Netanyahu unlikely to get plea deal to avoid trial

Mandelblit seems only likely to agree to a deal with jail time, a sharp break from previous position; PM demands indictment be amended.

PRIME MINISTER Benjamin Netanyahu with members of his legal team at the beginning of his corruption trial at the Jerusalem District Court in May. (photo credit: RONEN ZVULUN/REUTERS)
PRIME MINISTER Benjamin Netanyahu with members of his legal team at the beginning of his corruption trial at the Jerusalem District Court in May.
(photo credit: RONEN ZVULUN/REUTERS)
There is little chance Attorney-General Avichai Mandelblit will give Prime Minister Benjamin Netanyahu a plea bargain deal that would allow him to avoid a public corruption trial, The Jerusalem Post has learned BUT if, however, Netanyahu asks for a deal, it seems quite likely that Mandelblit will only agree to one that includes jail time, despite pro forma denials of specific conditions.
This was a break from what sources had told The Post in 2018 when claiming, at the time, that the Justice Ministry was prepared to cut a deal with Netanyahu that would have likely included a conviction on a lesser charge, retirement from politics and no jail time.
Yisrael Beytenu Party leader Avigdor Liberman and other politicians have speculated throughout the year that Netanyahu’s trial will never be completed since the prime minister will cut a deal beforehand.
Their evidence is that Netanyahu has been lackadaisical about preparing for his trial – changing his main lawyer three times since May – that he must be banking on a deal possibly even before witnesses are called. Another option is that Netanyahu will allow the trial to resume, will assess his chances of securing an acquittal as it goes along, and then make a decision about a deal.
This might have played out for Netanyahu in 2018, before a final indictment decision was issued and he began his non-stop attacks against the criminal justice system, including personal assaults against Mandelblit. At the time, the attorney-general was more open to trying to save the country from the trial of another prime minister.
However, The Post has now learned that given a combination of factors, Mandelblit’s current inclination is to let the court deliver a clear verdict in the bribery case against Netanyahu. With that said, however, he has not completely closed the door to a deal in the event that Netanyahu comes asking for one.
Mandelblit believes that there has been so much noise and spin-doctoring around the cases against the prime minister, that it is in the public’s interest for the courts to render a final decision that is beyond partisan dispute. His hope is that a court decision would also clarify that media bribery is a charge that politicians must take seriously. Netanyahu has claimed that there is no such thing as media bribery.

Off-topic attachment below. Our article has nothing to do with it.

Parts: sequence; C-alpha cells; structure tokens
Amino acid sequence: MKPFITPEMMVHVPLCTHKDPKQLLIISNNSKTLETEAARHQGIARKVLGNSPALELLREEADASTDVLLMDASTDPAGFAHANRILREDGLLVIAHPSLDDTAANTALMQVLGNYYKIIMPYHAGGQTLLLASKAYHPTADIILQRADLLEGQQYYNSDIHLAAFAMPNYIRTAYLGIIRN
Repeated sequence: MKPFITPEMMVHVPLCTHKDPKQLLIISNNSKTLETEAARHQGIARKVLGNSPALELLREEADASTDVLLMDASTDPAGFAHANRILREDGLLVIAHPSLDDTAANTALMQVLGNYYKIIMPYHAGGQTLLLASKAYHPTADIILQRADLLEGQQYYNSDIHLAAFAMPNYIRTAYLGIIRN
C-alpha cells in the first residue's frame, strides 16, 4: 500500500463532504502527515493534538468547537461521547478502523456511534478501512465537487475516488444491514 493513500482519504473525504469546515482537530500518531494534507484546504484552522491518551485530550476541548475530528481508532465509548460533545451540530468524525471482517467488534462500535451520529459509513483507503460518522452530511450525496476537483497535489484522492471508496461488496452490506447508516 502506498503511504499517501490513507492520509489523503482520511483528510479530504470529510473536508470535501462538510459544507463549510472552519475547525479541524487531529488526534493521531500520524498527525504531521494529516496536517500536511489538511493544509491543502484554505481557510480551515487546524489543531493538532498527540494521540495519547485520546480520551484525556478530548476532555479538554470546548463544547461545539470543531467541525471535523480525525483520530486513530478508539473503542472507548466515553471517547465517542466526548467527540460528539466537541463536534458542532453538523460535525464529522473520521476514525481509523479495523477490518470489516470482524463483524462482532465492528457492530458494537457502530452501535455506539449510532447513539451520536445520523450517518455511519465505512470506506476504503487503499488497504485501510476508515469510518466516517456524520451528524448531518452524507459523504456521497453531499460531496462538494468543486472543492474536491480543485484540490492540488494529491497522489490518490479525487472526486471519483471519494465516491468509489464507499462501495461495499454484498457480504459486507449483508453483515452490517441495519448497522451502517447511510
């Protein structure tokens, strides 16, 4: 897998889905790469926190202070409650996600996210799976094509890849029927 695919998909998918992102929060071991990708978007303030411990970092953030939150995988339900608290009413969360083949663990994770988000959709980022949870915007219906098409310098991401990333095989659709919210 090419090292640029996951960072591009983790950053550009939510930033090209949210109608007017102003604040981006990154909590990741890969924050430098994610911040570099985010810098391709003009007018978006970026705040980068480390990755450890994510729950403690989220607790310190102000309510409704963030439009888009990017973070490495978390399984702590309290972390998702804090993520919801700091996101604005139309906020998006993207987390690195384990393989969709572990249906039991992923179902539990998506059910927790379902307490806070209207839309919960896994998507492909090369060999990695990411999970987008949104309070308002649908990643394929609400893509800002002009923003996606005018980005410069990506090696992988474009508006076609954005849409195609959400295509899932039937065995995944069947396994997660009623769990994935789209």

While the attorney-general has denied placing any conditions, such as jail time, regarding a potential deal, it is hard to see him agreeing to a plea bargain relating to the bribery case without jail time, when he and the prosecution are confident of securing a conviction.
For former prime minister Ehud Olmert, bribery charges meant an 18-month prison sentence (his full sentence was longer because it included other convictions), and that was after the Supreme Court reduced it from the original six-year sentence.
Another reason Mandelblit may be less interested in a plea bargain now is that much of what he had hoped to avoid has already transpired.
There is an almost constant war of words, and sometimes even threats, by Netanyahu and his supporters against Mandelblit and the prosecution.
It is too late to avoid the national friction that he might have wanted to avoid, so there is less to gain from not proceeding with the trial.
Finally, the Mandelblit of 2018 is not the Mandelblit of 2020. If back then, the attorney-general might have thought that offering olive branches and showing flexibility would have generated goodwill with Netanyahu, it is clear that he now believes that only an unmistakably firm stance will ensure that Netanyahu complies with the judicial system.
Meanwhile, on Wednesday, Netanyahu’s lawyers, Boaz Ben Tzur and Amit Hadad, filed an unusual motion to compel the prosecution to amend the indictment.
Typically, the prosecution may seek to amend an indictment, while the defense will seek to deny or cancel it, but not to amend it.
According to Netanyahu’s defense team, there were two main bases for the motion. One, was that in Case 4000, the Bezeq-Walla Affair, the indictment does not always properly distinguish between what actions were undertaken by Netanyahu and what actions were undertaken by his wife, Sara, or his son, Yair.
In some instances, the indictment merely refers to the Netanyahu family as taking certain actions.
The defense said that the prosecution must be far more specific so that it can know exactly which charges it is trying to rebut regarding the prime minister, as opposed to his family members, who are not defendants.
In Case 1000, the Illegal Gifts Affair, the defense said that the indictment makes general statements about gift giving by a group of people over time to Netanyahu or members of his family. The defense demands that the prosecution define exactly what gifts it alleges were illegally given to the prime minister, as opposed to others, who gave them, and exact dates when they were given.
Without this information, the defense said that it would not be able to respond to the indictment on November 29 as scheduled.